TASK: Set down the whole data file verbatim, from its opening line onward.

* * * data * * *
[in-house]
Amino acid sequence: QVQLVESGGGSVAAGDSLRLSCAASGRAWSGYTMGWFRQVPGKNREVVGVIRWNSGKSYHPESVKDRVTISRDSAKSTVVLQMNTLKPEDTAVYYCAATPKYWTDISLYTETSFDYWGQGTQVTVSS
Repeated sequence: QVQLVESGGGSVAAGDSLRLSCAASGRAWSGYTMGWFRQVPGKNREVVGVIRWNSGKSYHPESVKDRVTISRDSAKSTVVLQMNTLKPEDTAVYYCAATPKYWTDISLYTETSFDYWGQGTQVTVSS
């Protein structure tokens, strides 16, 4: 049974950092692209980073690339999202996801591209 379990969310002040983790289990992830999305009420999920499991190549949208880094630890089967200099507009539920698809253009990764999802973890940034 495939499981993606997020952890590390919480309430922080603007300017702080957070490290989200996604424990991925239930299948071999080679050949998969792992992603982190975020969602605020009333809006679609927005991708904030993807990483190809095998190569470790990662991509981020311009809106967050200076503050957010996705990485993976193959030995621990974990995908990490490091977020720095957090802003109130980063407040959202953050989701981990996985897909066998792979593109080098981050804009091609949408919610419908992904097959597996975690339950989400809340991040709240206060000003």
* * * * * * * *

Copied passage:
[in-house]
Amino acid sequence: QVQLVESGGGSVAAGDSLRLSCAASGRAWSGYTMGWFRQVPGKNREVVGVIRWNSGKSYHPESVKDRVTISRDSAKSTVVLQMNTLKPEDTAVYYCAATPKYWTDISLYTETSFDYWGQGTQVTVSS
Repeated sequence: QVQLVESGGGSVAAGDSLRLSCAASGRAWSGYTMGWFRQVPGKNREVVGVIRWNSGKSYHPESVKDRVTISRDSAKSTVVLQMNTLKPEDTAVYYCAATPKYWTDISLYTETSFDYWGQGTQVTVSS
């Protein structure tokens, strides 16, 4: 049974950092692209980073690339999202996801591209 379990969310002040983790289990992830999305009420999920499991190549949208880094630890089967200099507009539920698809253009990764999802973890940034 495939499981993606997020952890590390919480309430922080603007300017702080957070490290989200996604424990991925239930299948071999080679050949998969792992992603982190975020969602605020009333809006679609927005991708904030993807990483190809095998190569470790990662991509981020311009809106967050200076503050957010996705990485993976193959030995621990974990995908990490490091977020720095957090802003109130980063407040959202953050989701981990996985897909066998792979593109080098981050804009091609949408919610419908992904097959597996975690339950989400809340991040709240206060000003």